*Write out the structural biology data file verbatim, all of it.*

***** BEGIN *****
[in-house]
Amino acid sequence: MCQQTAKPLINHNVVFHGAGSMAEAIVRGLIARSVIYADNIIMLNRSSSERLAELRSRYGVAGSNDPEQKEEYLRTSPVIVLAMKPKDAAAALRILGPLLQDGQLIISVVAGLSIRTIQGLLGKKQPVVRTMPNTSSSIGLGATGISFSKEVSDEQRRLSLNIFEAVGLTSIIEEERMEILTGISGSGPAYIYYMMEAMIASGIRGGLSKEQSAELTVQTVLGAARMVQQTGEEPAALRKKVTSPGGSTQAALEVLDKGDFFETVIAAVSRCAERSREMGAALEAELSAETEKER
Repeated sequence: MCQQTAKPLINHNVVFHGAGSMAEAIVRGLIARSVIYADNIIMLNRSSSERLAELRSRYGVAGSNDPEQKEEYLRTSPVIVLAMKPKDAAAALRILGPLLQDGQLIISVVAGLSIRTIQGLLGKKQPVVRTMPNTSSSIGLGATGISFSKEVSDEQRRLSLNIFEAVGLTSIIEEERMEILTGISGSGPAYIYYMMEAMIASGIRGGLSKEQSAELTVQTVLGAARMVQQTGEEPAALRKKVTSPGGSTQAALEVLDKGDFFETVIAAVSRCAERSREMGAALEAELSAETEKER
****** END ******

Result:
[in-house]
Amino acid sequence: MCQQTAKPLINHNVVFHGAGSMAEAIVRGLIARSVIYADNIIMLNRSSSERLAELRSRYGVAGSNDPEQKEEYLRTSPVIVLAMKPKDAAAALRILGPLLQDGQLIISVVAGLSIRTIQGLLGKKQPVVRTMPNTSSSIGLGATGISFSKEVSDEQRRLSLNIFEAVGLTSIIEEERMEILTGISGSGPAYIYYMMEAMIASGIRGGLSKEQSAELTVQTVLGAARMVQQTGEEPAALRKKVTSPGGSTQAALEVLDKGDFFETVIAAVSRCAERSREMGAALEAELSAETEKER
Repeated sequence: MCQQTAKPLINHNVVFHGAGSMAEAIVRGLIARSVIYADNIIMLNRSSSERLAELRSRYGVAGSNDPEQKEEYLRTSPVIVLAMKPKDAAAALRILGPLLQDGQLIISVVAGLSIRTIQGLLGKKQPVVRTMPNTSSSIGLGATGISFSKEVSDEQRRLSLNIFEAVGLTSIIEEERMEILTGISGSGPAYIYYMMEAMIASGIRGGLSKEQSAELTVQTVLGAARMVQQTGEEPAALRKKVTSPGGSTQAALEVLDKGDFFETVIAAVSRCAERSREMGAALEAELSAETEKER